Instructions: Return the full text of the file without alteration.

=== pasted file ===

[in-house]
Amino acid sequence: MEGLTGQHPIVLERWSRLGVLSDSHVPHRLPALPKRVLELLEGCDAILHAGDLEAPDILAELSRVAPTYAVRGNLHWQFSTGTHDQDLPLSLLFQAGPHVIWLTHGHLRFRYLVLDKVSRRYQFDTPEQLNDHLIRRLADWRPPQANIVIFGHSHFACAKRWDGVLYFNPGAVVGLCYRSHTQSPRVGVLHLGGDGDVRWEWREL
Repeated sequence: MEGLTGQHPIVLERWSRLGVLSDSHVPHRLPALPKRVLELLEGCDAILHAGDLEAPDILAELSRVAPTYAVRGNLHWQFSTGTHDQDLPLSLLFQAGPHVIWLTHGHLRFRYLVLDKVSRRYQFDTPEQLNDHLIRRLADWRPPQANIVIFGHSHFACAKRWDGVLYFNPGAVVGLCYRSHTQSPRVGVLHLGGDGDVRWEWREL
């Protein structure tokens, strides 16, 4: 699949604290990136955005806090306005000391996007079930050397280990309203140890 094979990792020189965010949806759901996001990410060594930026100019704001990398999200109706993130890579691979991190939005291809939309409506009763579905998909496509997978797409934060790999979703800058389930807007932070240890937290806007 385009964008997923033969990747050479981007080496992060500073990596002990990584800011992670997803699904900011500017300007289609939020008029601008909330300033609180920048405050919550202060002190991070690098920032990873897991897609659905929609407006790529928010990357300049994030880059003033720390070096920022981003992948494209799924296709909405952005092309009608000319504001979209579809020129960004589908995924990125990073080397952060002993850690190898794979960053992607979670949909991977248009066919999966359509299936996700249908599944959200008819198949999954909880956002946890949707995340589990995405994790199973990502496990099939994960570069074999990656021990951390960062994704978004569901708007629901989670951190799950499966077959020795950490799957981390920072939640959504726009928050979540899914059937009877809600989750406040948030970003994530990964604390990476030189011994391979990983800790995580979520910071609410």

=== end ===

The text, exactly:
[in-house]
Amino acid sequence: MEGLTGQHPIVLERWSRLGVLSDSHVPHRLPALPKRVLELLEGCDAILHAGDLEAPDILAELSRVAPTYAVRGNLHWQFSTGTHDQDLPLSLLFQAGPHVIWLTHGHLRFRYLVLDKVSRRYQFDTPEQLNDHLIRRLADWRPPQANIVIFGHSHFACAKRWDGVLYFNPGAVVGLCYRSHTQSPRVGVLHLGGDGDVRWEWREL
Repeated sequence: MEGLTGQHPIVLERWSRLGVLSDSHVPHRLPALPKRVLELLEGCDAILHAGDLEAPDILAELSRVAPTYAVRGNLHWQFSTGTHDQDLPLSLLFQAGPHVIWLTHGHLRFRYLVLDKVSRRYQFDTPEQLNDHLIRRLADWRPPQANIVIFGHSHFACAKRWDGVLYFNPGAVVGLCYRSHTQSPRVGVLHLGGDGDVRWEWREL
């Protein structure tokens, strides 16, 4: 699949604290990136955005806090306005000391996007079930050397280990309203140890 094979990792020189965010949806759901996001990410060594930026100019704001990398999200109706993130890579691979991190939005291809939309409506009763579905998909496509997978797409934060790999979703800058389930807007932070240890937290806007 385009964008997923033969990747050479981007080496992060500073990596002990990584800011992670997803699904900011500017300007289609939020008029601008909330300033609180920048405050919550202060002190991070690098920032990873897991897609659905929609407006790529928010990357300049994030880059003033720390070096920022981003992948494209799924296709909405952005092309009608000319504001979209579809020129960004589908995924990125990073080397952060002993850690190898794979960053992607979670949909991977248009066919999966359509299936996700249908599944959200008819198949999954909880956002946890949707995340589990995405994790199973990502496990099939994960570069074999990656021990951390960062994704978004569901708007629901989670951190799950499966077959020795950490799957981390920072939640959504726009928050979540899914059937009877809600989750406040948030970003994530990964604390990476030189011994391979990983800790995580979520910071609410």